As organisations continue to implement digital transformation and adopt emerging technologies, it is becoming increasingly difficult to secure their networks against cyberattacks, as the ecosystem in which their critical information resides has become significantly more complex.
By Lukas van der Merwe, specialist sales executive: security at T-Systems South Africa
The pervasive nature of the Internet and the adoption of technologies such as mobility, the Internet of Things (IoT) and edge computing have created new vulnerabilities for corporate networks, necessitating that organisations change their approach to security.
The traditional approach to preventing security breaches, commonly known as the “castle-and-moat” model, assumed the crown jewels (critical data) were safely housed inside the castle (data centre), and protected by a moat (firewall). Therefore, all users and devices that were authorised to have access to the network were automatically trusted.
However, the landscape has changed to the extent that critical data has moved out of the traditional data centre and may be hosted in a service provider’s data centre or in a cloud solution, or even in several cloud solutions.
Additionally, edge computing has created a distributed computing platform, making this landscape infinitely more complex, and the advent of mobility means that organisations no longer have a user with a fixed desktop device, logging in from a known application. There could now be a number of users using a number of devices, to access the environment from different networks and different physical locations, at any time.
Consequently, the traditional approach, based on implicit trust, is no longer sufficient to secure critical information. Businesses need to adopt a “zero trust” approach that strips trust from all entities within the organisation and assumes that no user or device can be trusted and must always be verified when accessing the network.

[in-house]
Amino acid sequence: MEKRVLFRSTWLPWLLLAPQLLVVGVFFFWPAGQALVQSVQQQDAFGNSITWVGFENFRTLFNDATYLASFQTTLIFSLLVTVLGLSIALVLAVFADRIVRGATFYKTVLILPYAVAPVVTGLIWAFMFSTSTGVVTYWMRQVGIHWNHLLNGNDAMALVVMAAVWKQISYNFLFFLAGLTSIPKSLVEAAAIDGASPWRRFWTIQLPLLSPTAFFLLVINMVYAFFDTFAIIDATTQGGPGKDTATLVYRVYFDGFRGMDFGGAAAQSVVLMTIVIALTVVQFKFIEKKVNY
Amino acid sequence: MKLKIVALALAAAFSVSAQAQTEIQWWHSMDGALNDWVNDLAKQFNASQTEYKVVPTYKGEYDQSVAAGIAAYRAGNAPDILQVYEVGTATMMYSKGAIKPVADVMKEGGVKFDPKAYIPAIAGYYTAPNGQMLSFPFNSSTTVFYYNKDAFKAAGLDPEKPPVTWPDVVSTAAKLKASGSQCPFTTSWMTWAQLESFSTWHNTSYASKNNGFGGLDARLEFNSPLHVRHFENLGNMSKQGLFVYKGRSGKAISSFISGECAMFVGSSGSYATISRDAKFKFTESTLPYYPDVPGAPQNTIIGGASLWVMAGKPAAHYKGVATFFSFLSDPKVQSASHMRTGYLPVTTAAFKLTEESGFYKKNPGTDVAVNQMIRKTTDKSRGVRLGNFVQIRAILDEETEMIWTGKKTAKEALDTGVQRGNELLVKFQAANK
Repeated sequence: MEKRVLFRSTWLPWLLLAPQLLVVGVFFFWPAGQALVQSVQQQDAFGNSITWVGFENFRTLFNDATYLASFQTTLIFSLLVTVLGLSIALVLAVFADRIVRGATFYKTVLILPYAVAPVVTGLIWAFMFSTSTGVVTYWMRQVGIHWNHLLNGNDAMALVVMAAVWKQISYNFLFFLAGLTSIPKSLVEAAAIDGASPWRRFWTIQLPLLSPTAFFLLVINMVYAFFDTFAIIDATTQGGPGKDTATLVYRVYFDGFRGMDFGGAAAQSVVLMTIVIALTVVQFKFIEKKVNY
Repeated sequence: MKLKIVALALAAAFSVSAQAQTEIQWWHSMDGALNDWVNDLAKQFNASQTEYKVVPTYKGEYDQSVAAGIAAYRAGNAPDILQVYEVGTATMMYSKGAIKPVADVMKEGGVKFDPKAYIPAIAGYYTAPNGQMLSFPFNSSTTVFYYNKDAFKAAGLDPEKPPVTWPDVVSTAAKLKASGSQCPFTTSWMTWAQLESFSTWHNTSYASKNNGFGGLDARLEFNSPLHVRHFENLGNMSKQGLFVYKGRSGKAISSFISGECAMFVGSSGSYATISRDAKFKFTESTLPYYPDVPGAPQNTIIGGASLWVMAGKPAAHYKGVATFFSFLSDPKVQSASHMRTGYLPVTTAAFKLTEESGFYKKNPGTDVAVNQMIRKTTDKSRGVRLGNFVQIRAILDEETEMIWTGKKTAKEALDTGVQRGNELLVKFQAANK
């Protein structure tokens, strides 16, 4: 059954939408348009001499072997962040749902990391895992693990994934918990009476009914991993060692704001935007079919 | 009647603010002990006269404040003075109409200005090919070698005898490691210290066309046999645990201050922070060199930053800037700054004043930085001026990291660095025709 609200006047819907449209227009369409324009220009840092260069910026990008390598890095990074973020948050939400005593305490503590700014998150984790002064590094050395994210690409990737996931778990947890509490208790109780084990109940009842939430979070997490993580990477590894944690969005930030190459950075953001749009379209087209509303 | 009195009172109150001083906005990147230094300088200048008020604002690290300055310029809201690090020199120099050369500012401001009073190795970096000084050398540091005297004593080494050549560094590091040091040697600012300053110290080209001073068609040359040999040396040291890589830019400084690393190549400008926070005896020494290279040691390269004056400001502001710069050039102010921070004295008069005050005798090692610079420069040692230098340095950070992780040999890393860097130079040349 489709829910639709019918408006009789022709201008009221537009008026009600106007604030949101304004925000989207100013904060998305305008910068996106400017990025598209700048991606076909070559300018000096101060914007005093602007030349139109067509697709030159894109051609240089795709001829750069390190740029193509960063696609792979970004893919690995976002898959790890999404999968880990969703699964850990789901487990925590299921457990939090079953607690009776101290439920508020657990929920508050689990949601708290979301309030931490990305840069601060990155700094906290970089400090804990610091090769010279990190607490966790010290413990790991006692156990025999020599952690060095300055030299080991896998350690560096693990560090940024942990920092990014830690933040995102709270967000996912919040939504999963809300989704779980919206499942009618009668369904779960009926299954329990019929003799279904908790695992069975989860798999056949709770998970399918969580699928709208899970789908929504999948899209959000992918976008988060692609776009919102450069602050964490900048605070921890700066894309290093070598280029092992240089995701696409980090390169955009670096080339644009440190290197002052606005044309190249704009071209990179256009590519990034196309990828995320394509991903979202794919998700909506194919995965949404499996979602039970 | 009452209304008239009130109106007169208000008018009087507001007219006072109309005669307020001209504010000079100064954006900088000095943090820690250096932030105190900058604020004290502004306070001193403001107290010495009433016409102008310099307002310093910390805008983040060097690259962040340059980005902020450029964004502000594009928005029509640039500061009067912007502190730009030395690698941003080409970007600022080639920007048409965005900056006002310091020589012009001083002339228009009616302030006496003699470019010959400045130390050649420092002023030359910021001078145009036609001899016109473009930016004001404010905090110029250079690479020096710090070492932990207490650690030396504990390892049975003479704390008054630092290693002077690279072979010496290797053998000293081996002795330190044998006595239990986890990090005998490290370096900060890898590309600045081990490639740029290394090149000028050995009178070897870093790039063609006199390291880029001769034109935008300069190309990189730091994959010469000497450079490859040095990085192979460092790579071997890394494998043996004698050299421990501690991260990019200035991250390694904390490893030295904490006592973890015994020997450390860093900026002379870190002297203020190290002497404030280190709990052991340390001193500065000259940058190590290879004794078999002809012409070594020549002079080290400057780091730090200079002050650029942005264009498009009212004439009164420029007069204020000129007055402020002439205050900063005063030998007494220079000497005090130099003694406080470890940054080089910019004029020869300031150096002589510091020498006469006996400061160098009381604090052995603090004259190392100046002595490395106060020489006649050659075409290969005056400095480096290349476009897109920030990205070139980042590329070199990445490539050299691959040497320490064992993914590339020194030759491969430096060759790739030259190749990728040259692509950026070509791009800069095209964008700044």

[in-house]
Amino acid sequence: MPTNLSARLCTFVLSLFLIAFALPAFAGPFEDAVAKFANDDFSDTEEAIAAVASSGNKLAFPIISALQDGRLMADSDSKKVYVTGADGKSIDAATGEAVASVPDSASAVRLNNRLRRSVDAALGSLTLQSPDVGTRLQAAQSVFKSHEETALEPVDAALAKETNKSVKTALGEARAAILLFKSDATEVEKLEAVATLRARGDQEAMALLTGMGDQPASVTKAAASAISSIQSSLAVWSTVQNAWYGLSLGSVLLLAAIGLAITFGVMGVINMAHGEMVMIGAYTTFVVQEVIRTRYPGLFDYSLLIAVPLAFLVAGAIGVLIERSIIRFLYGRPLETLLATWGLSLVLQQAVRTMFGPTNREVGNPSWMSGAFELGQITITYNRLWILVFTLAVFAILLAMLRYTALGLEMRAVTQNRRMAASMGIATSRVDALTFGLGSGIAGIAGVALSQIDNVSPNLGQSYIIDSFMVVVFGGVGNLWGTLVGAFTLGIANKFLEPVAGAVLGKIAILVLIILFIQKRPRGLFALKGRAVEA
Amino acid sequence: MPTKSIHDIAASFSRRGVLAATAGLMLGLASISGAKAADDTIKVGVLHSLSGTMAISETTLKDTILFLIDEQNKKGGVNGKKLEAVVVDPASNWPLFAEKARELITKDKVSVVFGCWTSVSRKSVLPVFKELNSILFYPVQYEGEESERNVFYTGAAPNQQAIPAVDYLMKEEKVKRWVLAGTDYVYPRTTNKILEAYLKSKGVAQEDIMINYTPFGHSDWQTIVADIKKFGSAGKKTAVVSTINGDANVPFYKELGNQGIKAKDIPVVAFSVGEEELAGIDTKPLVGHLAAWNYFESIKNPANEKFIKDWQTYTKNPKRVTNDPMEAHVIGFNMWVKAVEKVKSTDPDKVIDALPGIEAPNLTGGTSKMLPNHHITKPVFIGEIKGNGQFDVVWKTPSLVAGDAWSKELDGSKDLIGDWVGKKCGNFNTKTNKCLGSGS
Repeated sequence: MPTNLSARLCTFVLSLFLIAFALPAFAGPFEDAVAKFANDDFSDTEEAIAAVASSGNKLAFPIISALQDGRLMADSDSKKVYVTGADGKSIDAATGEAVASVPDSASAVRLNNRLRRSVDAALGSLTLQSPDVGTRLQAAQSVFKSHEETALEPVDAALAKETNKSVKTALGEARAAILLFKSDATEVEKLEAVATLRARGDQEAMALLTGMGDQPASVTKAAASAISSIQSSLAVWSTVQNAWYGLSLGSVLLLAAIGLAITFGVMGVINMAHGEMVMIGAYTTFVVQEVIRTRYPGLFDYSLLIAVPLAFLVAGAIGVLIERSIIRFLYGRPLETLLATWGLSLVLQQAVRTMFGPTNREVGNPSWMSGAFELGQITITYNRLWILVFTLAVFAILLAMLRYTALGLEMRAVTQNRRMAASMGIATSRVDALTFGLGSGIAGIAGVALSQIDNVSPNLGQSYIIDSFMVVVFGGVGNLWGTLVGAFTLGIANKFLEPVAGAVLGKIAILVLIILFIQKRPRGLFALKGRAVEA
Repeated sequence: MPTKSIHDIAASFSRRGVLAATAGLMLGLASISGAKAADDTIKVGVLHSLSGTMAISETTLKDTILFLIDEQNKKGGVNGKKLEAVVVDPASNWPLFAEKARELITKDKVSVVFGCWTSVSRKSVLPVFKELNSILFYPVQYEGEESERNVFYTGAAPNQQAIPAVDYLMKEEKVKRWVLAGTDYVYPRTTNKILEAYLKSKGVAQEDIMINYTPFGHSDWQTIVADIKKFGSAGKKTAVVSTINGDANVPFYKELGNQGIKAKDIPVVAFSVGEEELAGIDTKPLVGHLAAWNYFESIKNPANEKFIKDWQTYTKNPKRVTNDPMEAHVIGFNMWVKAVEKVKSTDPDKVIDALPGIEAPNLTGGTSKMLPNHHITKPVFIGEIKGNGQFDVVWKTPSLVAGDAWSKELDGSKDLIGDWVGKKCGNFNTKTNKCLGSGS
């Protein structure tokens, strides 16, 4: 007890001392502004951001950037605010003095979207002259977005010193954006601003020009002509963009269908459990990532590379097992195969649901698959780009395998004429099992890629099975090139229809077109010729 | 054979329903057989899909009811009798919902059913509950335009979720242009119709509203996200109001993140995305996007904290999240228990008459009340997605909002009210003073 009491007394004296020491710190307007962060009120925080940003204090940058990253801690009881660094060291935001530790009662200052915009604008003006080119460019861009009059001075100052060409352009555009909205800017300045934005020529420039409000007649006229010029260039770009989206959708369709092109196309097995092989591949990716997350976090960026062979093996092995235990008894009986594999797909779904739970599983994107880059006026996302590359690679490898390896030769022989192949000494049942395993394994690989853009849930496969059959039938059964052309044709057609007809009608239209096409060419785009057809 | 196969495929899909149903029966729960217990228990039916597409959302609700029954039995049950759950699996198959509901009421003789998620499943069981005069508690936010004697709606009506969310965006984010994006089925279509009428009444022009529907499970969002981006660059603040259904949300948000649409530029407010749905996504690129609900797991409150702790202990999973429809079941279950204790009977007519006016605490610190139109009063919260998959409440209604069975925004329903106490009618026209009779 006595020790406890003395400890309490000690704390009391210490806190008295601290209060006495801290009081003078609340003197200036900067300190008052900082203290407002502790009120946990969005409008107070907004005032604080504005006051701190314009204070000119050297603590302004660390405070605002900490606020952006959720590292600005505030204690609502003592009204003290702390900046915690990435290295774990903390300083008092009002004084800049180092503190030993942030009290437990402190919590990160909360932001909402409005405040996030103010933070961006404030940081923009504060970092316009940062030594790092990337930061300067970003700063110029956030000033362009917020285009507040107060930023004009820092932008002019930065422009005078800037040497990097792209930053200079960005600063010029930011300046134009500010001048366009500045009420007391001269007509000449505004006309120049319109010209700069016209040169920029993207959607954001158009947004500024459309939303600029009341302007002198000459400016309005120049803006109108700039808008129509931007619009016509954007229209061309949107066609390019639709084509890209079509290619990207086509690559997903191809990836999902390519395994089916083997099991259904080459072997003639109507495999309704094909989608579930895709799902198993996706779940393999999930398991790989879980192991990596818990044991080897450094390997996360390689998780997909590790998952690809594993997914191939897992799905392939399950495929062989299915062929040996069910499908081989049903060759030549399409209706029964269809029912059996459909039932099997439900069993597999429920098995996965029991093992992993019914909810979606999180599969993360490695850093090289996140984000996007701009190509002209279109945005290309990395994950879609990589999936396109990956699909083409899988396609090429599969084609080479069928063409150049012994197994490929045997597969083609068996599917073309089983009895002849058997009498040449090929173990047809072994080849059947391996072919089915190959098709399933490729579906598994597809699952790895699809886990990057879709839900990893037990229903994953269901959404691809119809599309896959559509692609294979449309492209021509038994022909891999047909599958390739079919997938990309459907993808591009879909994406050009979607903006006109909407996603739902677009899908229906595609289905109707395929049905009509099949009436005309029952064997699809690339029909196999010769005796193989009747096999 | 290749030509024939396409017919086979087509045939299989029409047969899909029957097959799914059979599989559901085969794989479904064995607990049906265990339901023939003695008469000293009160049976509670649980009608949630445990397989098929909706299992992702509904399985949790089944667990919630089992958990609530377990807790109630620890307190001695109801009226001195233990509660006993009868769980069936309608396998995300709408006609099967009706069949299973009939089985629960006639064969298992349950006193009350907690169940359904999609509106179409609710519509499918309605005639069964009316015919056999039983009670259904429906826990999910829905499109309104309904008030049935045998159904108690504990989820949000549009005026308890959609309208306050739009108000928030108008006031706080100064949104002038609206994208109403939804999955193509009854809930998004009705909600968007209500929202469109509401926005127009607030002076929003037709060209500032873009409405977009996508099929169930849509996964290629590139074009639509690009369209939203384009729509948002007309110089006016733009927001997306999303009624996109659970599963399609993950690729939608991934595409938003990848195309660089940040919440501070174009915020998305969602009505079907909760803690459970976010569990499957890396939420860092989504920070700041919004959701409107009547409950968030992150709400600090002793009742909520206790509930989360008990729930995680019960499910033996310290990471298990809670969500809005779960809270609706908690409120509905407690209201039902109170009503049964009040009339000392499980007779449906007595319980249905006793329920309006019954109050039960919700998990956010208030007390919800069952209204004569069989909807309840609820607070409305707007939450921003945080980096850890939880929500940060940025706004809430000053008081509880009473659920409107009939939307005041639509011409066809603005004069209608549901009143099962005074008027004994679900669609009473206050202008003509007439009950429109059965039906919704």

The importance of adopting a zero trust approach becomes apparent in view of the findings of a study by IBM, which states that a single data breach now costs $3,92-million (R57,48-million) on average.
Last year, one of South Africa’s major insurance companies suffered a data breach that exposed the personal details of millions of people, while global corporations such as Facebook, LinkedIn and Uber have also been compromised in the past.
The broadened threat landscape has increased organisations’ attack surface, as there are now many more ways for cybercriminals to access information.
Considering that users’ credentials are regularly compromised through phishing, social engineering and malware, organisations can never assume because a device is accessing a particular data set, using an authorised username and password, that the entity performing that task can be trusted.
A zero trust security approach must be designed from the inside out, starting with securing the data, and establishing which systems and users have a reason to access that information. More layers of protection are then added, working outward from that core data set.
Organisations must not only authenticate a device that is accessing their network, but also ensure that the user operating that device is indeed the person authorised to do so. Furthermore, it needs to be established where the device is accessing the network from, and if the credentials, which may be valid, have an authorised purpose for accessing that specific data set.
Within this context, it must also be determined whether the user is acting appropriately when accessing this data. Various technologies can be used for this, including behavioural analytics, which can detect if a user, who generally accesses the network during a particular time of day and from a specific location, is suddenly logging in at a different time, from elsewhere in the world.
Some of the technologies that can enable a zero trust security policy can be purchased from a cloud provider, but there are some pitfalls. The risk to anyone but a large organisation – that has well-qualified and extended IT and security teams – is that they simply do not have the experience and exposure required to define the strategy and the resulting policies.
Using a managed service provider that has broad experience in the attack landscape and can apply this across different industries and different sizes of organisations, with different business purposes, is recommended when adopting a zero trust approach.
A zero trust strategy is different for every organisation, as the attack surface that needs to be protected would be unique to each enterprise.
Businesses can gain much value from leveraging a managed service partner who has the depth of skills, breadth of knowledge and the experience and battle scars to achieve the required outcomes.